## 3.5 Matrix construction

The construction of each matrix equation involves building the matrix and source coeﬃcients from the terms in the equation being solved, with further adjustments for boundary conditions.

The ﬁgure below illustrates the process of building a matrix equation for a ﬁeld from an equation including advection, diﬀusion and source .

Coeﬃcients for matrix and source are calculated for each individual term in the equation, e.g. , , etc. using the discretisation methods described in this chapter.The overall coeﬃcients are calculated as the sum of coeﬃcients for each term in the the equation. Most terms contribute to both the matrix and source coeﬃcients, although this depends on the choice of discretisation scheme.

Finally, boundary conditions are incorporated into the equation through further adjustments to coeﬃcients in and as shown below. The adjustments, principally from the advection and diﬀusion terms, are applied to coeﬃcients corresponding to cells at the domain boundary.

### Implicit and explicit

The equation for a ﬁeld on the previous page is discretised to form the matrix equation . The discretisation of a term is implicit when it contributes to coeﬃcients in by treating as the solved ﬁeld .

Explicit discretisation calculates coeﬃcients in only, using current values of ﬁelds. When solving an equation for , derivatives without must be explicit. Terms with could be treated explicitly by using current values of , but they generally are not, since explicit solutions are unstable beyond a limiting time step as described in Sec. 3.17 . A notable exception to this are the terms discussed in Sec. 3.20 .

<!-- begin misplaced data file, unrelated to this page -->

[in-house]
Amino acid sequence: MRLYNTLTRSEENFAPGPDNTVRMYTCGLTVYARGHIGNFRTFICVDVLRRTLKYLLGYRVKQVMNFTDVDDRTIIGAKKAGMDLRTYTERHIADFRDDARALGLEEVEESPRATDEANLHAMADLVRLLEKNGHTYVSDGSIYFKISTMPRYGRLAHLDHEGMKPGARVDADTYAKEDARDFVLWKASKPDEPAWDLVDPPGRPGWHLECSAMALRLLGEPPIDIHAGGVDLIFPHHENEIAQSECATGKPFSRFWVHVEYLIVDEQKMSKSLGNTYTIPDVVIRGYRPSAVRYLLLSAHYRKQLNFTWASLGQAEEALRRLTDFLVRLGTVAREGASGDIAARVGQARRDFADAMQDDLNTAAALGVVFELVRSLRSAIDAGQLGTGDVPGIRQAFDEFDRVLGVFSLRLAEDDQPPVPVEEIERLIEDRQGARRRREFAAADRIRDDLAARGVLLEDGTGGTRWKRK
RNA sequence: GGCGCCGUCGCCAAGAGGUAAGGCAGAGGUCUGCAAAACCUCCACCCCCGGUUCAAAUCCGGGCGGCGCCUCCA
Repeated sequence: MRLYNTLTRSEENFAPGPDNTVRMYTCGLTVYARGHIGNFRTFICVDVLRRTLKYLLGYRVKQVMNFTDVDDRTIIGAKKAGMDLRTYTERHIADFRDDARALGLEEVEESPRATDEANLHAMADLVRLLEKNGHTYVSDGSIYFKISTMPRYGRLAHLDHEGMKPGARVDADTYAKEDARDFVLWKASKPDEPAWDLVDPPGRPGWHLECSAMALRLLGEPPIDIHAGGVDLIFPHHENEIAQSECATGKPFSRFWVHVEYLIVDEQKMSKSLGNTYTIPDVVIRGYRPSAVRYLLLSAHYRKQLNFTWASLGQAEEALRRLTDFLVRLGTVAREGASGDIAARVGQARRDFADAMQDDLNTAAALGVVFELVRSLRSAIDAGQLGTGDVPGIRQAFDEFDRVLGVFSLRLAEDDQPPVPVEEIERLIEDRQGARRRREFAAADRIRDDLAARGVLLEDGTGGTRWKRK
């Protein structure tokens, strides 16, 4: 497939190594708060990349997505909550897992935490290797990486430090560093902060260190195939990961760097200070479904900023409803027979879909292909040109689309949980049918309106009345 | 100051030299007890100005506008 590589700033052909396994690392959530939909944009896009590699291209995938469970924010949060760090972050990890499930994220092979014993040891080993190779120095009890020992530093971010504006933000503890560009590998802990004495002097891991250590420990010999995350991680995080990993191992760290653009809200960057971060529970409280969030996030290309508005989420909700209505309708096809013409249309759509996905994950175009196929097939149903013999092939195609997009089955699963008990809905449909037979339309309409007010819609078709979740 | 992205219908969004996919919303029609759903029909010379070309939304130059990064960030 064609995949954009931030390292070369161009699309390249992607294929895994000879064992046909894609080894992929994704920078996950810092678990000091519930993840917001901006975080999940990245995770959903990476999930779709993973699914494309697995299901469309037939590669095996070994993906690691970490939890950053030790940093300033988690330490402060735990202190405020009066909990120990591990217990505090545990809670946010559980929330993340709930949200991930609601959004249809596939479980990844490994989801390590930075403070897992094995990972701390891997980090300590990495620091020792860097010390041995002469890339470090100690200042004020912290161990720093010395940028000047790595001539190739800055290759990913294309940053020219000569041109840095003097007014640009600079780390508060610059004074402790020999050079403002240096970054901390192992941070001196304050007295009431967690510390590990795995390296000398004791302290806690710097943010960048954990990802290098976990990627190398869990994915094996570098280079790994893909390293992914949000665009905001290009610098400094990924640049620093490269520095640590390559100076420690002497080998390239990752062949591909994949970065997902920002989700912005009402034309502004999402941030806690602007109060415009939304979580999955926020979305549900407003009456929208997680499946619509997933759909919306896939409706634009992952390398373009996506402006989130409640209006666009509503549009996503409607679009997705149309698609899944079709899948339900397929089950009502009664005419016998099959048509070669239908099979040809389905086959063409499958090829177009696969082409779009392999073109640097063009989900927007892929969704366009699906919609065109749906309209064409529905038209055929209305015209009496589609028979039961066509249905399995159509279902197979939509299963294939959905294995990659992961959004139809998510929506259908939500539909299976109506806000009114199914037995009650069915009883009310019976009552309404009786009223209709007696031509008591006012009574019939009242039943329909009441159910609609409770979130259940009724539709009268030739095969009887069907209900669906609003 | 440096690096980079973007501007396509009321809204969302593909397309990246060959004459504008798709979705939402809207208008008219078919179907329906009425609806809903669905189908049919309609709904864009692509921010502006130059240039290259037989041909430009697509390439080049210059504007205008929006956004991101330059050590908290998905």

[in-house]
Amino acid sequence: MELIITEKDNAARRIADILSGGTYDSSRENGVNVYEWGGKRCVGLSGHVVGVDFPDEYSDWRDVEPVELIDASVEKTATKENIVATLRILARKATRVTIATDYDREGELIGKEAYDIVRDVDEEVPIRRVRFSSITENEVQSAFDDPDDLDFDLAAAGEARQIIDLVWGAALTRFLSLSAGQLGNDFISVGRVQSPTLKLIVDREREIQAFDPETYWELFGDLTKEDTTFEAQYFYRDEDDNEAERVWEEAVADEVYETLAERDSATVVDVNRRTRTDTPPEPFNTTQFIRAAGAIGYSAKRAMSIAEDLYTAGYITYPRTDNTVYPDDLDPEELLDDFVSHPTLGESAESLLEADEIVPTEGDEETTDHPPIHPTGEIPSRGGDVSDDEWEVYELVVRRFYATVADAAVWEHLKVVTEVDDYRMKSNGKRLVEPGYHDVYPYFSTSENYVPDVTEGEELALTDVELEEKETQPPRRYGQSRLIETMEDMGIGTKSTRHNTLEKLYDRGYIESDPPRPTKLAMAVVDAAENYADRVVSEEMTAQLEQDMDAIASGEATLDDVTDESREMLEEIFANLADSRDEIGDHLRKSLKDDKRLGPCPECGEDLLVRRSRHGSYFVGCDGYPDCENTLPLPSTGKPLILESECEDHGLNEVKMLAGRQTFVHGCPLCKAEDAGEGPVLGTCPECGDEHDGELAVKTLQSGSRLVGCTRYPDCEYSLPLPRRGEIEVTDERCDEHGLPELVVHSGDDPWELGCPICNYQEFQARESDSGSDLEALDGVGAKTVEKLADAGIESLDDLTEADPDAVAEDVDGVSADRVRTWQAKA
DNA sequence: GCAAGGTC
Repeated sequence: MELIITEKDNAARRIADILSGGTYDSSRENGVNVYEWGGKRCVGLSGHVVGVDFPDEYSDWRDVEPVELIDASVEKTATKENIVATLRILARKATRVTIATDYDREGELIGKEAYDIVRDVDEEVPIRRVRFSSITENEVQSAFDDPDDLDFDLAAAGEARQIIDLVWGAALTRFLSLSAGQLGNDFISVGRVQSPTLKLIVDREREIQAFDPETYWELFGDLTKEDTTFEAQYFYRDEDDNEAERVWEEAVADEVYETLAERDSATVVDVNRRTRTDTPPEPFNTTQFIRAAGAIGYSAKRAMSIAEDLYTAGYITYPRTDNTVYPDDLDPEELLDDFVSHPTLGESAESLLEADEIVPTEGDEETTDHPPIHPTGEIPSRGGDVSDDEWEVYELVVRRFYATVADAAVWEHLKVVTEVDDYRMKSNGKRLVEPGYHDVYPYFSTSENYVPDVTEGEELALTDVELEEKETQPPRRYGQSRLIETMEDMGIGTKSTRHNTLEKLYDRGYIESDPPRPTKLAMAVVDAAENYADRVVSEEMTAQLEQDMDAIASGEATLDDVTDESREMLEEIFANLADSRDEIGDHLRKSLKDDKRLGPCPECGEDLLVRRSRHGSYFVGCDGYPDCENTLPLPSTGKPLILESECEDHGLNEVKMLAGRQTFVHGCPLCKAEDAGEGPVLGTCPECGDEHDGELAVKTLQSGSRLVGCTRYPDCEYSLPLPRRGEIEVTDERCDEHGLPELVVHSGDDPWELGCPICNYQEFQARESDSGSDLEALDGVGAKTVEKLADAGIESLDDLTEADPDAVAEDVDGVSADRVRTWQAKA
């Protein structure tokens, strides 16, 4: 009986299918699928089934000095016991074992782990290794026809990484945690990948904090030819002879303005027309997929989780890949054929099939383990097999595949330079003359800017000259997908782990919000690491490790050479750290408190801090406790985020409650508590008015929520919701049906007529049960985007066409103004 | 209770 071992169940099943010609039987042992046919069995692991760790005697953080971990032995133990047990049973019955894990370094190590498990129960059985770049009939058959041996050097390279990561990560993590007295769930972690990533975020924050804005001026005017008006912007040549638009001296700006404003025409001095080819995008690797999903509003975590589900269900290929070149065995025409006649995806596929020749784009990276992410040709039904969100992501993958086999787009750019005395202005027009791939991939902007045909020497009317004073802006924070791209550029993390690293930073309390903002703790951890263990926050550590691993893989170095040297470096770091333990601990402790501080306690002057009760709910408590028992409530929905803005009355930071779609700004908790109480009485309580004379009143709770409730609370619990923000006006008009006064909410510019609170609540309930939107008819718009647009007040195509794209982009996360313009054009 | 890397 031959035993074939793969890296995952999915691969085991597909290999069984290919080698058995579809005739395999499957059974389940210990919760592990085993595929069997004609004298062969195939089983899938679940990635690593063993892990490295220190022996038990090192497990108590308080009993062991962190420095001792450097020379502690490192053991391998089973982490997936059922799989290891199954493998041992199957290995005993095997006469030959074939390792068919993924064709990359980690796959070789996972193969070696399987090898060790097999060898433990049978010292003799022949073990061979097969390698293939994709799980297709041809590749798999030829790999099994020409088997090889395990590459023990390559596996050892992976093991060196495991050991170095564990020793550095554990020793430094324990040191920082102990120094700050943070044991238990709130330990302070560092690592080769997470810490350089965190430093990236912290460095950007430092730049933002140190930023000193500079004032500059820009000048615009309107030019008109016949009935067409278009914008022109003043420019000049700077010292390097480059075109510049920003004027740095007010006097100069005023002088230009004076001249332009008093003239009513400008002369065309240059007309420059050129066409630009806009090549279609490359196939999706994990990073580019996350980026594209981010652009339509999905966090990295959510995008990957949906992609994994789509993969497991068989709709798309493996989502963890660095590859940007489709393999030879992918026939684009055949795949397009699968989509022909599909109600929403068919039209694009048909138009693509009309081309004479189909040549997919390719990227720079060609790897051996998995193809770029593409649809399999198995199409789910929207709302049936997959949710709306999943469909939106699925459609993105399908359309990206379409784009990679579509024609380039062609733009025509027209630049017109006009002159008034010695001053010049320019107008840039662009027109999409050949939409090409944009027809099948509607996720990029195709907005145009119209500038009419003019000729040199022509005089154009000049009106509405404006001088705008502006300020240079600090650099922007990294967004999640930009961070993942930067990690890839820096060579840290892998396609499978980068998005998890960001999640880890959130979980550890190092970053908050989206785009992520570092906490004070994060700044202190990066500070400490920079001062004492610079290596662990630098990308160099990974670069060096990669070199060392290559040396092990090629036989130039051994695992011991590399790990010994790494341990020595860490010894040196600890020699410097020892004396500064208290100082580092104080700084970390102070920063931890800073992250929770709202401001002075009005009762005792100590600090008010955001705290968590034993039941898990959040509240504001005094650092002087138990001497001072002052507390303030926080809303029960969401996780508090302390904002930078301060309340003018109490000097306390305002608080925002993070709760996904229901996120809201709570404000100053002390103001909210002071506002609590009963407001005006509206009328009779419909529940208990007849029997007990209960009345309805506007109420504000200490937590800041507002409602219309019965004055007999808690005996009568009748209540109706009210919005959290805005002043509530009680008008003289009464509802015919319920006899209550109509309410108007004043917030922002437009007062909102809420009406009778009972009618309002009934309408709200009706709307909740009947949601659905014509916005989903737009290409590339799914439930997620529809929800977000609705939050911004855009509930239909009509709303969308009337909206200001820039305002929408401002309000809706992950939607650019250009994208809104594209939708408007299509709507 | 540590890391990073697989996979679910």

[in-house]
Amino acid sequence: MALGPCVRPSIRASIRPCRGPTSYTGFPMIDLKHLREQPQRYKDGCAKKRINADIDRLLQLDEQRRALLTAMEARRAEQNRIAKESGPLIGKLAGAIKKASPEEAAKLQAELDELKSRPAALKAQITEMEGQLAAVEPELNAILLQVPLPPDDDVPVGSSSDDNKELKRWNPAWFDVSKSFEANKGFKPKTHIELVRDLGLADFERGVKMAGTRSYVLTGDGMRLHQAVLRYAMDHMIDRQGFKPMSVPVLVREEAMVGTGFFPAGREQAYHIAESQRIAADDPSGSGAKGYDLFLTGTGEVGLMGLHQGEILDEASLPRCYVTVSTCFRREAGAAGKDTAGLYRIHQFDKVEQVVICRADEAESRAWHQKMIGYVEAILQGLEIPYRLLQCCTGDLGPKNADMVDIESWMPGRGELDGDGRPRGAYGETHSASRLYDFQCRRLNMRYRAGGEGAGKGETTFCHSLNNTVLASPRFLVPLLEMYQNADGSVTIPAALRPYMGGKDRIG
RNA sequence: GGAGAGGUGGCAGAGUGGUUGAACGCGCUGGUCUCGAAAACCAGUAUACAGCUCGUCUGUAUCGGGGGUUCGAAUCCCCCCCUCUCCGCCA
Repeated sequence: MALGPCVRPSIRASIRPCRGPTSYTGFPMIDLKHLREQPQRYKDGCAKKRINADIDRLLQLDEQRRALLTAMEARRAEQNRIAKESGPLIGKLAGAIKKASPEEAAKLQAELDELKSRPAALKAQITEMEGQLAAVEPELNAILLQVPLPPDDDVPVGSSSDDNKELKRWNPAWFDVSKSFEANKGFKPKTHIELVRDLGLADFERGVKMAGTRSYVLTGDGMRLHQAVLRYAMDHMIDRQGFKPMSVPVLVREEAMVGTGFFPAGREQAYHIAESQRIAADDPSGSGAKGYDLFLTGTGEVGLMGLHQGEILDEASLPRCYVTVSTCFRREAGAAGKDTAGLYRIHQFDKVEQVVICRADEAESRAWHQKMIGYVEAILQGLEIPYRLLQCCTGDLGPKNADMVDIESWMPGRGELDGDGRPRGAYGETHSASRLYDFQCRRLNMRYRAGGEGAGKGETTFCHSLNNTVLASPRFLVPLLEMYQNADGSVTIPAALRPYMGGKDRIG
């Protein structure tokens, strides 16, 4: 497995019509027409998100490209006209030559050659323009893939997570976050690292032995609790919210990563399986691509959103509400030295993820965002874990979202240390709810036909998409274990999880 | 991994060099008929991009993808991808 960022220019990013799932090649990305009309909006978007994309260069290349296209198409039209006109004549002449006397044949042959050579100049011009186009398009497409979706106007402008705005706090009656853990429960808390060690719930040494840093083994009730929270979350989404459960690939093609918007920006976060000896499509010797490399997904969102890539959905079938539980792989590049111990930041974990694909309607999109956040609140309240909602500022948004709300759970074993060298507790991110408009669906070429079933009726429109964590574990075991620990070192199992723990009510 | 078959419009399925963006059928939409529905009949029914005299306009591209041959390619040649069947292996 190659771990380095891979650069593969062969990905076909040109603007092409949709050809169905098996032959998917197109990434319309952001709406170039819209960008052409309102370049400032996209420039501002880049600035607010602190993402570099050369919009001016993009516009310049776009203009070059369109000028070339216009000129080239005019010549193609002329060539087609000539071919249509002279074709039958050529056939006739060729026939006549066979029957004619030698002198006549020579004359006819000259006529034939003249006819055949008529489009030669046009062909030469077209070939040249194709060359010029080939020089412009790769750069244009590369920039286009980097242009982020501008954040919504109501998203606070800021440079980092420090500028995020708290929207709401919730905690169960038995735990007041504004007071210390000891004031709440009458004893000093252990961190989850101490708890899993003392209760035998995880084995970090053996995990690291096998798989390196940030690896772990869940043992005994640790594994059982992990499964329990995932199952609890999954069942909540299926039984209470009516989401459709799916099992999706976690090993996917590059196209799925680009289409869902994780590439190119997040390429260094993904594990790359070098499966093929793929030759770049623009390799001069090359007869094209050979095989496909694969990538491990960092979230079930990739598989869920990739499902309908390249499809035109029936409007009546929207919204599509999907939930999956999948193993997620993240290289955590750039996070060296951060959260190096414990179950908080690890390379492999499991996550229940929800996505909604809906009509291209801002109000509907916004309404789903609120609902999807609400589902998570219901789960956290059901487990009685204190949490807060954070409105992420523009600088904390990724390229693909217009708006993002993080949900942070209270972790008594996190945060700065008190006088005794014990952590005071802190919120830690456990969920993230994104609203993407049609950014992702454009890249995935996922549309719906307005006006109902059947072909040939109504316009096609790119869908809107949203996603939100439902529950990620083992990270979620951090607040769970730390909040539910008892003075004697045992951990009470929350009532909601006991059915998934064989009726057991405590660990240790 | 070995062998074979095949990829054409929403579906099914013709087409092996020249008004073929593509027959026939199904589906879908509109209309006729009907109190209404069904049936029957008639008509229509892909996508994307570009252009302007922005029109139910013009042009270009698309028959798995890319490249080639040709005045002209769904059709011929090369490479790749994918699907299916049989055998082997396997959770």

The curl derivative, e.g. , includes terms in and in the decoupled matrix equation for . These terms must be treated explicitly since they do not include itself. The situation for and is the same, so the curl derivative can be explicit only.

This leaves the following terms which are
generally treated implicitly:^{3}

This chapter details: the discretisation of these terms, which are generally treated implicitly; and, other terms such as divergence and gradient which can only be discretised explicitly within a segregated solution.